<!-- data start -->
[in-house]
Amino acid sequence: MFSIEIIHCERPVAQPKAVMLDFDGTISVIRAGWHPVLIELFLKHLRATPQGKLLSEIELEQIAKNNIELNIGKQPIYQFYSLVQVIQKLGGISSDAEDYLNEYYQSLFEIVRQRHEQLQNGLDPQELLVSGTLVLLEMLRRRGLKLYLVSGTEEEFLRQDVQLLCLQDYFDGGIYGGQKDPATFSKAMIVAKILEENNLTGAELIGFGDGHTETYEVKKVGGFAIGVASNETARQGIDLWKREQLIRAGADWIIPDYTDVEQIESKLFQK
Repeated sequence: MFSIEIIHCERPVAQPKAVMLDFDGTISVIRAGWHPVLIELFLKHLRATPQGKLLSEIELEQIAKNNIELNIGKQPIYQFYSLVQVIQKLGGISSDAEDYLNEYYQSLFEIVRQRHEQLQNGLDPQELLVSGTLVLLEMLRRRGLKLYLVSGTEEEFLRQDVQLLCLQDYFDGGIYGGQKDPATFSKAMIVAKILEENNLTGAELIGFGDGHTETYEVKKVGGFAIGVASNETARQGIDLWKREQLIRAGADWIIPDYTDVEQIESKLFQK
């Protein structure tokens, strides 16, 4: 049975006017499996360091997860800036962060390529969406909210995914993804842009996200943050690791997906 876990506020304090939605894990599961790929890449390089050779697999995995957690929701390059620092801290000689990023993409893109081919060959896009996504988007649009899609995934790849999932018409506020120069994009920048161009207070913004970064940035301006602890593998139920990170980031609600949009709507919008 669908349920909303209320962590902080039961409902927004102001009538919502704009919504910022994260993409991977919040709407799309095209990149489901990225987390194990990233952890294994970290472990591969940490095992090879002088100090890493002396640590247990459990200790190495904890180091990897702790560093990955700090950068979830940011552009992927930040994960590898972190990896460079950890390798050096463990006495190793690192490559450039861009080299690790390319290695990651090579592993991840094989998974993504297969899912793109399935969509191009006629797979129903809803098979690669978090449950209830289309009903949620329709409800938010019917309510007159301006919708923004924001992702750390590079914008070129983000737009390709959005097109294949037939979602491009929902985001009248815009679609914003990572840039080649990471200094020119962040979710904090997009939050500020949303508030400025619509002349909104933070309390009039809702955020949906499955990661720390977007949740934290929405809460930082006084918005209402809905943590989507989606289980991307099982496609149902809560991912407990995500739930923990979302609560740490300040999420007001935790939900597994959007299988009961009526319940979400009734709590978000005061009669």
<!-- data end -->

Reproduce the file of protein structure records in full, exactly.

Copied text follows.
[in-house]
Amino acid sequence: MFSIEIIHCERPVAQPKAVMLDFDGTISVIRAGWHPVLIELFLKHLRATPQGKLLSEIELEQIAKNNIELNIGKQPIYQFYSLVQVIQKLGGISSDAEDYLNEYYQSLFEIVRQRHEQLQNGLDPQELLVSGTLVLLEMLRRRGLKLYLVSGTEEEFLRQDVQLLCLQDYFDGGIYGGQKDPATFSKAMIVAKILEENNLTGAELIGFGDGHTETYEVKKVGGFAIGVASNETARQGIDLWKREQLIRAGADWIIPDYTDVEQIESKLFQK
Repeated sequence: MFSIEIIHCERPVAQPKAVMLDFDGTISVIRAGWHPVLIELFLKHLRATPQGKLLSEIELEQIAKNNIELNIGKQPIYQFYSLVQVIQKLGGISSDAEDYLNEYYQSLFEIVRQRHEQLQNGLDPQELLVSGTLVLLEMLRRRGLKLYLVSGTEEEFLRQDVQLLCLQDYFDGGIYGGQKDPATFSKAMIVAKILEENNLTGAELIGFGDGHTETYEVKKVGGFAIGVASNETARQGIDLWKREQLIRAGADWIIPDYTDVEQIESKLFQK
């Protein structure tokens, strides 16, 4: 049975006017499996360091997860800036962060390529969406909210995914993804842009996200943050690791997906 876990506020304090939605894990599961790929890449390089050779697999995995957690929701390059620092801290000689990023993409893109081919060959896009996504988007649009899609995934790849999932018409506020120069994009920048161009207070913004970064940035301006602890593998139920990170980031609600949009709507919008 669908349920909303209320962590902080039961409902927004102001009538919502704009919504910022994260993409991977919040709407799309095209990149489901990225987390194990990233952890294994970290472990591969940490095992090879002088100090890493002396640590247990459990200790190495904890180091990897702790560093990955700090950068979830940011552009992927930040994960590898972190990896460079950890390798050096463990006495190793690192490559450039861009080299690790390319290695990651090579592993991840094989998974993504297969899912793109399935969509191009006629797979129903809803098979690669978090449950209830289309009903949620329709409800938010019917309510007159301006919708923004924001992702750390590079914008070129983000737009390709959005097109294949037939979602491009929902985001009248815009679609914003990572840039080649990471200094020119962040979710904090997009939050500020949303508030400025619509002349909104933070309390009039809702955020949906499955990661720390977007949740934290929405809460930082006084918005209402809905943590989507989606289980991307099982496609149902809560991912407990995500739930923990979302609560740490300040999420007001935790939900597994959007299988009961009526319940979400009734709590978000005061009669």